Berlyne, DE. (1954). A theory of human curiosity. British Journal of Psychology. General Section, 45(3), 180–191.

Turner, SA., Jr., & Silvia, PJ. (2006). Must interesting things be pleasant? A test of competing appraisal structures. Emotion, 6, 670–674.

Sadoski, M. (2001). Resolving the effects of concreteness on interest, comprehension, and learning important ideas from text. Educational Psychology Review, 13, 263–281.

Kashdan, TB., Rose, P., & Fincham, FD. (2004). Curiosity and exploration: facilitating positive subjective experiences and personal growth opportunities. Journal of Personality Assessment, 82(3), 291–305. doi:10.1207/s15327752jpa8203_05

Smith, K., Johnson, DW., & Johnson, RT. (1981). Can conflict be constructive? Controversy versus concurrence seeking in learning groups. Journal of Educational Psychology, 73(5), 651.

Hunt, JM. (1963). Motivation inherent in information processing and action. In O.J. Harvey (Ed.), Motivation and Social Interaction, 35–94. New York: Ronald Press

Hunt, JM. (1965). Intrinsic motivation and its role in psychological development. In D. Levine (Ed), Nebraska Symposium on Motivation, 13, 189–282. Lincoln: University of Nebraska Press.

Kagan, J. (1972). Motives and development. Journal of Personality and Social Psychology, 22, 51–66.

Vygotsky, L. (1978). Interaction between learning and development. From: Mind and Society, 79–91. Cambridge, MA: Harvard University Press.

I wonder, though, if declaring some content “boring bits” gives up the game. (If they are *truly* and irredeemably boring, why teach them?) First, we need to understand these “bits” better and think about big-picture coherence.

Consider a jigsaw-puzzle. A missing piece is “interesting” quite apart from its shape or color (although they may be independent sources of interest). What matters is that it fits! Similarly, no one salivates over dates and locations in history. Yet we care about these facts because they allow us to tell stories, discover relationships, and find patterns. It is silly to complain that a particular fact is “boring” on its own. Here again, what matters it how it fits.

I like that these six methods have nothing to do with making math easy. This is often the identified goal that students and teachers (and countless online videos) work towards, particularly in the context of students that have failed math in the past. Having success is enough of a motivator for students to push through some material that is not particularly engaging, it does not have staying power.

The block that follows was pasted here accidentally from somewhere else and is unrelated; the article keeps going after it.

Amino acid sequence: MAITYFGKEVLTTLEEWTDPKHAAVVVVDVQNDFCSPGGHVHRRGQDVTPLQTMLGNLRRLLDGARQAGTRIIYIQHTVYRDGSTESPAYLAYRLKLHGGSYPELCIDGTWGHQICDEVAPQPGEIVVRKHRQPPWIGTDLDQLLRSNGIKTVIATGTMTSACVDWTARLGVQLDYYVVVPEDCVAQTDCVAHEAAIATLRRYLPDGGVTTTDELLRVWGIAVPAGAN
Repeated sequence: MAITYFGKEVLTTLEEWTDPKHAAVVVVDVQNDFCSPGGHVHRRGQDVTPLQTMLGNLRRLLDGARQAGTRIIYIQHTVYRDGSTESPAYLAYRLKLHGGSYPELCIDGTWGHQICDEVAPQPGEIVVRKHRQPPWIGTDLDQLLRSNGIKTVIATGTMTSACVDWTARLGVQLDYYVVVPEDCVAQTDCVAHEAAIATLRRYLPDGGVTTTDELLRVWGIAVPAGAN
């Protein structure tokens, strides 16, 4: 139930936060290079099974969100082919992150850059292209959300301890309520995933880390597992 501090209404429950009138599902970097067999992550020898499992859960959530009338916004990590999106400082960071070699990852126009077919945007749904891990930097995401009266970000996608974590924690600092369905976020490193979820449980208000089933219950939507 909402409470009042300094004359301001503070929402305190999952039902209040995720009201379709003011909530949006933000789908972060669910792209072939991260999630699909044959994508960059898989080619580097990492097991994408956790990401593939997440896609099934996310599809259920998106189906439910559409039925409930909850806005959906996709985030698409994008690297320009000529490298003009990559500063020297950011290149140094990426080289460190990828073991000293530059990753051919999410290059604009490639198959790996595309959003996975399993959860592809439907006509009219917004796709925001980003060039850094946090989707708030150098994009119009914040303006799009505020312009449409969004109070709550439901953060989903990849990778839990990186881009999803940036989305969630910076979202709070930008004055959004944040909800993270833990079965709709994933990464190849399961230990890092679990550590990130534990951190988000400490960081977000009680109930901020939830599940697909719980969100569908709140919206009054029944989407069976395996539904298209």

Jason Dyer challenges the group to apply these principles to fifth-degree polynomial inequalities:

I don’t suppose we could take something extra-”boring” and try to do a makeover? Sort of like Dan’s makeover series except start from the hardest point possible?

I am having to currently teach working out polynomial inequalities like 2x^5 + 18x^4 + 40x^3 < 0. There's an intense amount of drudge and fiddly bits and the extra pain of having a lot of steps to do. Any ideas?

## [Fake World] The “Real World” Guarantees You Nothing

There were two particularly useful comments in response to this problem:

The moment of inertia for rotating a I-beam about its long axis has no practical relevance in structural engineering. This is a fake-world problem, of no interest either mathematically or to engineers.

Even if this task did have practical interest for structural engineers, its presentation here will move the needle on student engagement only a fraction of a degree. The issue here isn’t the usefulness of the application to professionals but the tedious, pre-determined work students do.

When I saw the two boards, I wanted to go get a board and try standing on it. How much weight could we put on the board in each position before it broke? That would be an engaging problem.

I don’t know. That might be an engaging problem.

There are 100 different directions that question can go in terms of the work students do in class and only a handful of them will actual leave kids mathematically powerful and capable.

Watch me ruin the problem:

The maximum load a board can hold before it snaps is given by the formula:

[formula involving cross-sectional area and mass]

Dan weighs 90 kilograms and the dimensions of the board are 2 inches by 4 inches by 70 inches. Will the board hold his weight?

I have no confidence this task will result in the sense of accomplishment and connection the editors of the NYT seem to think it will.

There are other ways to present this kind of task, though. Which is my point. The “real world”-ness or “job world”-ness of the task is one of its least important features.

## [Fake World] The New York Times Goes All-In On “Real World” Math

In case this whole series seemed to you like a bit of a straw man (it did to Kate Nowak and Michael Pershan) here’s the New York Times Editorial Board:

A growing number of schools are helping students embrace STEM courses by linking them to potential employers and careers, taking math and science out of textbooks and into their lives. The high school in Brooklyn known as P-Tech, which President Obama recently visited, is a collaboration of the New York City public school system and the City University of New York with IBM. It prepares students for jobs like manufacturing technician and software specialist.

[..]

Though many of these efforts remain untested, they center around a practical and achievable goal: getting students excited about science and mathematics, the first step to improving their performance and helping them discover a career.